When I was about 11 years old, I decided I wanted to be a nun. This wouldn't be unusual if I had been raised Catholic, but I was raised United Methodist. There isn't a specific event I can point to that preceded my desire to be a nun. Today I believe it was an actual calling from God. I spent hours in prayer in my bedroom. I had a ceramic figurine my deceased paternal grandmother had made for me and I used it as an icon during my prayers. (Since my conversion, I've learned that my grandmother was born and raised Catholic and joined the United Methodist Church sometime after her first child took his first Communion.) My calling was so great, I told my mother about it. She didn't have any idea about what to do, so we had a meeting with my school guidance councilor. He put me in touch with an ex-nun who taught math at my school. I don't remember much of what she told me, except that there would be plenty of time for me to decide to be a nun and I should wait and see what happens. I can still remember the day, in tears, that I prayed to God and let him know I wasn't going to be able to be a nun after all. I asked His forgiveness and that was the end of that.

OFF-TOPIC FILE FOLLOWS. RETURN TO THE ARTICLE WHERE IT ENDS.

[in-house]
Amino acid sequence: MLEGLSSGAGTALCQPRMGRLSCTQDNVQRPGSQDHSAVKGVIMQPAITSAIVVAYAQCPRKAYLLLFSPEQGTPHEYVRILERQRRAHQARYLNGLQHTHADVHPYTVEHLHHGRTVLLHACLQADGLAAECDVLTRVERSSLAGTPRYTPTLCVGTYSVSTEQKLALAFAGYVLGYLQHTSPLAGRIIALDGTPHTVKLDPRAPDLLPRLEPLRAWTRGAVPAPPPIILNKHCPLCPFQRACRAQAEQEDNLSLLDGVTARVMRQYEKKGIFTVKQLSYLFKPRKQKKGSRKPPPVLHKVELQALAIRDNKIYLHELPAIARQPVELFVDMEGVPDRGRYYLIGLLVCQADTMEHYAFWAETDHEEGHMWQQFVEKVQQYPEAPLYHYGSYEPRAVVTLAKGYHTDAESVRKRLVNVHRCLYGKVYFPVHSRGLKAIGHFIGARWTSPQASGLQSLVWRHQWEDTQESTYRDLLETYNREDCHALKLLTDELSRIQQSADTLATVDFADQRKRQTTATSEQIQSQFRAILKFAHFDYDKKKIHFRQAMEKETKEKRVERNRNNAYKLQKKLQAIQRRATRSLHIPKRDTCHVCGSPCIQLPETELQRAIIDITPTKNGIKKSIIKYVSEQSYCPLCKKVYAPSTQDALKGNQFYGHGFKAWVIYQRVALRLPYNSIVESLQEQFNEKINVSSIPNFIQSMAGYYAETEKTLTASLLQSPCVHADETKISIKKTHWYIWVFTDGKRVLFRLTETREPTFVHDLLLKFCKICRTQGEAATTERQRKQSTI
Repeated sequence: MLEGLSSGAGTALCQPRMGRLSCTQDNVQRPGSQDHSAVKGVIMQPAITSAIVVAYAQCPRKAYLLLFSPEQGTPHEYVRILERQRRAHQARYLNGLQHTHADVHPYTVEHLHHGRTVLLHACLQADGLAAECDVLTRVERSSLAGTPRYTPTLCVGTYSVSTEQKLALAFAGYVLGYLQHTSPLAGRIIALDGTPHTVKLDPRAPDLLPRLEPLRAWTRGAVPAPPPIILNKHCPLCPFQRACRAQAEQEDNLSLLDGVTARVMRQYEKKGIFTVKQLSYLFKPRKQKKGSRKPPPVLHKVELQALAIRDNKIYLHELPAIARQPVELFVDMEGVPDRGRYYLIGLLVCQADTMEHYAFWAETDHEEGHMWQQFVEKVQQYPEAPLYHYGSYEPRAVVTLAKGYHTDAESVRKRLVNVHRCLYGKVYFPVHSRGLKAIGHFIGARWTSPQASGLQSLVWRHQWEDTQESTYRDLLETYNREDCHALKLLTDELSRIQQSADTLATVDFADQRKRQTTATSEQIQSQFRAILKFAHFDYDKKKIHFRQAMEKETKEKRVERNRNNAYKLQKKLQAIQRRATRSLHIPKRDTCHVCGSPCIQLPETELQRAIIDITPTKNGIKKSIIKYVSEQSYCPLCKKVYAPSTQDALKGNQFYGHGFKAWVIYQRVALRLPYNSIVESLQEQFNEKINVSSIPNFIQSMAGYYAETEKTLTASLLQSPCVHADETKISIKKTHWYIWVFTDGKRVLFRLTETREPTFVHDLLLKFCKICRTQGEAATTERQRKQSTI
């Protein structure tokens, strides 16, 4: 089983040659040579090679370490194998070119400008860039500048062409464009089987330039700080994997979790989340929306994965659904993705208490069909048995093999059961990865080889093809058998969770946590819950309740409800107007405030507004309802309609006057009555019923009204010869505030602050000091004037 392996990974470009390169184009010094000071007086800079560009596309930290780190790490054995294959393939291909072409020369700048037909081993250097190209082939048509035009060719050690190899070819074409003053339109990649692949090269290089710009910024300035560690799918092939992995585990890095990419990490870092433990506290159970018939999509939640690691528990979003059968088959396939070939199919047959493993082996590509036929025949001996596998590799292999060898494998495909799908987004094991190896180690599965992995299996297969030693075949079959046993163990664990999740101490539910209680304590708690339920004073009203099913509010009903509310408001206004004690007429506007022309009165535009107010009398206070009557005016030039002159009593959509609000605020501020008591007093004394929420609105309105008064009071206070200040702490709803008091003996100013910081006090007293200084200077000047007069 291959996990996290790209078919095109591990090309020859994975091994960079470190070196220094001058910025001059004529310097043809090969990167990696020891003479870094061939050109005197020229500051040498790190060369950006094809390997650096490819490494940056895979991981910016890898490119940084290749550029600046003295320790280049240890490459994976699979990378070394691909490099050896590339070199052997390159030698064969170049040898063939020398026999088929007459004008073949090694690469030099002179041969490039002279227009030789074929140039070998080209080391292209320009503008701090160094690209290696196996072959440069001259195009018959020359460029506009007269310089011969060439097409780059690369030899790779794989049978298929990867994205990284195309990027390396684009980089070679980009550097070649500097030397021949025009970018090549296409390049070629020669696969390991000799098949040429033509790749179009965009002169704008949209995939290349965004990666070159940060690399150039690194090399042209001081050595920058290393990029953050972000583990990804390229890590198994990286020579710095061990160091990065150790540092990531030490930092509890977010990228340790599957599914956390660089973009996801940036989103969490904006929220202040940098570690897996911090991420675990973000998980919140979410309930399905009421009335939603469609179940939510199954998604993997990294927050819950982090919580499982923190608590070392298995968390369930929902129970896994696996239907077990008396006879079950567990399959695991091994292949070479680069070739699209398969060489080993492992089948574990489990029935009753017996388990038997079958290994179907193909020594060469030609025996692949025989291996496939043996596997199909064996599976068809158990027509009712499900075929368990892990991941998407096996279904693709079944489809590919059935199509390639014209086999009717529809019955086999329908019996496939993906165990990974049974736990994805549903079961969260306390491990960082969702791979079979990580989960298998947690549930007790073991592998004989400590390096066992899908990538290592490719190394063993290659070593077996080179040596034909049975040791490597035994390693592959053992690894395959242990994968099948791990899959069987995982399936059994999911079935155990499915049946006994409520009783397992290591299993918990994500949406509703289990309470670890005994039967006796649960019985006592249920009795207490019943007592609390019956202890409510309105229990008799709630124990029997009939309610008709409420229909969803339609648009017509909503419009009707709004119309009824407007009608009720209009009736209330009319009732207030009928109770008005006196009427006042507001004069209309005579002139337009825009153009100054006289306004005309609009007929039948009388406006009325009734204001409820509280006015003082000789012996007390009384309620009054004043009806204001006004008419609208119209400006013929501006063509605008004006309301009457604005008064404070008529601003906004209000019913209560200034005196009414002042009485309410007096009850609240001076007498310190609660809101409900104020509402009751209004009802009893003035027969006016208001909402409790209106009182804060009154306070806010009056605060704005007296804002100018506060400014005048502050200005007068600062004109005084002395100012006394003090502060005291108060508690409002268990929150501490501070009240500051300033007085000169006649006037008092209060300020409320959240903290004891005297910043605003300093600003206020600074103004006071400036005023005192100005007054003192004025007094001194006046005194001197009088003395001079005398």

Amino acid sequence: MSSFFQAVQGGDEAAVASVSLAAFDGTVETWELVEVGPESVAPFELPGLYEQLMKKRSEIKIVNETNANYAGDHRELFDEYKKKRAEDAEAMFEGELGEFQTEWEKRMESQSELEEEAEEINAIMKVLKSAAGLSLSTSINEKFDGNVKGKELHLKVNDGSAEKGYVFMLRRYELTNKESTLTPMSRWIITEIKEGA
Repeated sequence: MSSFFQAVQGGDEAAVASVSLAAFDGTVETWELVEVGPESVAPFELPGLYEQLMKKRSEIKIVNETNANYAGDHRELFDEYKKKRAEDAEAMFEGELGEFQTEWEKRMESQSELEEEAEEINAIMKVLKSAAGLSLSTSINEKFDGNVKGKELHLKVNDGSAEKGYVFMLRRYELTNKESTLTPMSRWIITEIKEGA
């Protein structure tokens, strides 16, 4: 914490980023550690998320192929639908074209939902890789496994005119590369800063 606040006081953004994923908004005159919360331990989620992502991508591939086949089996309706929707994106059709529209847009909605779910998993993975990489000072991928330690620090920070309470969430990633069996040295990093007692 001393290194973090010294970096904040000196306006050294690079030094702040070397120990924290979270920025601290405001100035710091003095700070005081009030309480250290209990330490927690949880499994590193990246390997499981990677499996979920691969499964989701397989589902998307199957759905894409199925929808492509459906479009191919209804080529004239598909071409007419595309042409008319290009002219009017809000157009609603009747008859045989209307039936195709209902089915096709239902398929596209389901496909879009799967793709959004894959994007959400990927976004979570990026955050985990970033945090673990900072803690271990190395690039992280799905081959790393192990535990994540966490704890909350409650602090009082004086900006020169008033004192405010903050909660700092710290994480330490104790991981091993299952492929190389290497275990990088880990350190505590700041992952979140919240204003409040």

After middle school, I decided I wanted to attend our local private Catholic high school. I had friends who were going there and the public school I would have attended was going through race riots that scared me. So, now I had my exposure to actual nuns, but no calling. I liked the nuns, except I was learning a lot about the Catholic church I didn't like. I thought it was crazy to think the host became the body of Christ, when it was obvious to anyone, it didn't. I also heard a story about a couple who wanted to be married in the church and were told they couldn't, because he was in a wheel chair and the marriage could never be consummated. They were faithful Catholics, so they wouldn't live together without being married. I thought how terrible a church to have stupid rules that would keep this loving couple apart. Based on these two reasons, I not only decided that the Catholic church wasn't for me, but that I was in fact an atheist.
Now of course, being a teenager full of contradiction, I had some wonderful encounters with the Catholic faith. I was drawn to mass and able to attend, actually required to attend, at school. I was told by a priest that if I felt called to receive communion, I should even though I wasn't Catholic, (bless that man). I was allowed to go to confession even though I wasn't Catholic and enjoyed the experience. We had a chapel at our school and I spent some of my free time there in prayer. Many of the friends I made were Catholic. This set the stage for attending more masses with them when we weren't in school, which I did. I also met the Catholic man I would marry after graduating college.
After I graduated college, I moved home and became active in the United Methodist church of my youth. When it came time to get married ...